CoF 2015Blackest Magick In Practice showcases a beautiful and melancholic start, focusing on Symphonic Gothic Metal without losing the band’s characteristic ferociousness. Its guitar riffs couldn’t sound more amazing, and Dani’s vocals sound great during the entire track, it doesn’t matter if he’s simply screaming like a demon or delivering his deeper dark growls. Then the band offers us the calm but somber intro The Monstrous Sabbat (Summoning The Coven), right before the title-track Hammer Of The Witches comes ripping with its imposing sounding where the keyboards by Lindsay get a lot more focus. It’s the most symphonic of all tracks so far, an awesome feast of the Symphonic Black Metal that longtime fans of the band learned to love. I have to say the initial “electronic” seconds in Right Wing Of The Garden Triptych (check the uncensored version of the official video HERE, it’s much better than the censored one on YouTube) scared the hell out of me especially because this was the first single released, but fortunately that was just a quick intro as the music itself is simply outstanding, varying from sheer brutality to gentle piano passages. Dani is absolutely on fire with his diabolic screams as well as Marthus and his wicked blast beats, not to mention the band’s Stygian lyrics being a delight for fans of devilish music as always (“Unforgiving proof accrual begs this cruel rebirth / A living fuel for the blaze of renewal, razing the earth / Pariahs and Messiahs of the highest worth / Fodder for the denizens of risen, hissing Hell”).

It’s not a true Cradle of Filth release without a ghoulish song about vampires, and in Hammer Of The Witches that comes to light (or darkness) in The Vampyre At My Side, an old school Cradle of Filth tune where you can feel the music rising to its climax amidst rawer moments in which the guitar riffs get thrashier than usual. Do I need to say anything about yet another excellent performance by Dani and Marthus? Anyway, the organ intro in the next song, Onward Christian Soldiers, generates a somber atmosphere perfect for the dense and violent exhibit of modern Extreme Metal that follows. This is one of the best tracks of the album (if not the best), a stunning epic composition with lots of variations where its riffs remind me of some of their songs from the brilliant Dusk… and Her Embrace. And finally, Blooding The Hounds Of Hell is a more-than-suitable symphonic outro to close all the stories told throughout the album, transpiring sorrow and darkness.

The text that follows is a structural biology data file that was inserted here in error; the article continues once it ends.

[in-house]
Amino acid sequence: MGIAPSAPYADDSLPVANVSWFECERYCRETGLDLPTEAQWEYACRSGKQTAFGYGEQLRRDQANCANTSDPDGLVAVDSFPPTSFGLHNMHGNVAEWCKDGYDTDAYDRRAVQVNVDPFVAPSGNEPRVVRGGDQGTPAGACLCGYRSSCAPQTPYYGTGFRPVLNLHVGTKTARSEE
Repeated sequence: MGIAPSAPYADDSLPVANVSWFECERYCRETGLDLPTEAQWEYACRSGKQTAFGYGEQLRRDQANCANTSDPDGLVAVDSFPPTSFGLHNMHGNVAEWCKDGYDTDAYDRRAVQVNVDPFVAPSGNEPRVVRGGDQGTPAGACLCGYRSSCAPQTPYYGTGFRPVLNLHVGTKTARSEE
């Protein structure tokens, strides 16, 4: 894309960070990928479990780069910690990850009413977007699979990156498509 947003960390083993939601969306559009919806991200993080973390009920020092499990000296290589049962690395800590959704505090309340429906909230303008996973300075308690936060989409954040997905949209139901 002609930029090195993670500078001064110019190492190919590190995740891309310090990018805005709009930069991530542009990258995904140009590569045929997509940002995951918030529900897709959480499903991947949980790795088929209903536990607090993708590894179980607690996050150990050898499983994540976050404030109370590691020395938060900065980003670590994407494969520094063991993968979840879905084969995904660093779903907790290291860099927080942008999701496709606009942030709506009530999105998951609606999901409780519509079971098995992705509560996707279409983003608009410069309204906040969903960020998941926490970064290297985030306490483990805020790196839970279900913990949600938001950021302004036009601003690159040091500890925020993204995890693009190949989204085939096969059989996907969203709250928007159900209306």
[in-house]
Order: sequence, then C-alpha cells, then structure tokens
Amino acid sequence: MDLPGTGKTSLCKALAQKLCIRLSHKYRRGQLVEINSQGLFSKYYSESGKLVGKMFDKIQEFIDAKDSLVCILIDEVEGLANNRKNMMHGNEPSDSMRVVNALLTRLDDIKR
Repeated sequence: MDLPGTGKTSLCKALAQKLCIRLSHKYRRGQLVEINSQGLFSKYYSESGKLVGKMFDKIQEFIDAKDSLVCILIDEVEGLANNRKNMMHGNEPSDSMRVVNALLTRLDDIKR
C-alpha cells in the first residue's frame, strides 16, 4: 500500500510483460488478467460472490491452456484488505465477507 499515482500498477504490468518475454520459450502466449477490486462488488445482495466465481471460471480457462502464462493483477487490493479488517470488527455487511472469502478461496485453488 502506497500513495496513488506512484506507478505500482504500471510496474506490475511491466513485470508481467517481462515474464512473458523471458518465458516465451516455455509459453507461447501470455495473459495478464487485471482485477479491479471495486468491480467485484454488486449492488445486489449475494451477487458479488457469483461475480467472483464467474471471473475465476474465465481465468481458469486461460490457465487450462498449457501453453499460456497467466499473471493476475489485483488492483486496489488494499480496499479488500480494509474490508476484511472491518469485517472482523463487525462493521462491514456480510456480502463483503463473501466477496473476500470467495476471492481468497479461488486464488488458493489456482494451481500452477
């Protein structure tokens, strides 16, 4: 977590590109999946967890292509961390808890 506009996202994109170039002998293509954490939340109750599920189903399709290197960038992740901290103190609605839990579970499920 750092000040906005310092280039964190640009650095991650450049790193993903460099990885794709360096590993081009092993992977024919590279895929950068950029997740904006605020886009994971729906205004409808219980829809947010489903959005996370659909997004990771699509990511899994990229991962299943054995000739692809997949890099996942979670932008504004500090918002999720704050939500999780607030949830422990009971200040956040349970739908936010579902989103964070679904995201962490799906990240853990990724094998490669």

You can choose your version of the album at the Nuclear Blast webstore, but if I were you I would definitely purchase one of the special editions that come with two bonus tracks, King Of The Woods and Misericord, as they’re both savage and erotic. Based on the magnificent witchcraft found in Hammer Of The Witches, it looks like the metallic coven instituted by Cradle of Filth, who are in their best shape of the past few years, will keep haunting our world with their thrilling music for many years to come.

Best moments of the album: Yours Immortally…, Right Wing Of The Garden Triptych, The Vampyre At My Side and Onward Christian Soldiers.

Worst moments of the album: Enshrined in Crematoria.

Released in 2015 Nuclear Blast

Track listing
1. Walpurgis Eve 1:29
2. Yours Immortally… 6:00
3. Enshrined In Crematoria 5:46
4. Deflowering The Maidenhead, Displeasuring The Goddess 6:59
5. Blackest Magick In Practice 6:50
6. The Monstrous Sabbat (Summoning The Coven) 1:51
7. Hammer Of The Witches 6:28
8. Right Wing Of The Garden Triptych 5:54
9. The Vampyre At My Side 5:45
10. Onward Christian Soldiers 6:59
11. Blooding The Hounds Of Hell 2:10

Deluxe Edition bonus tracks
12. King Of The Woods 6:17
13. Misericord 6:19

Band members
Dani Filth – lead vocals
Richard Shaw – guitars
Marek “Ashok” Šmerda – guitars
Daniel Firth – bass
Lindsay Schoolcraft – female vocals, keyboards
Martin “Marthus” Škaroupka – drums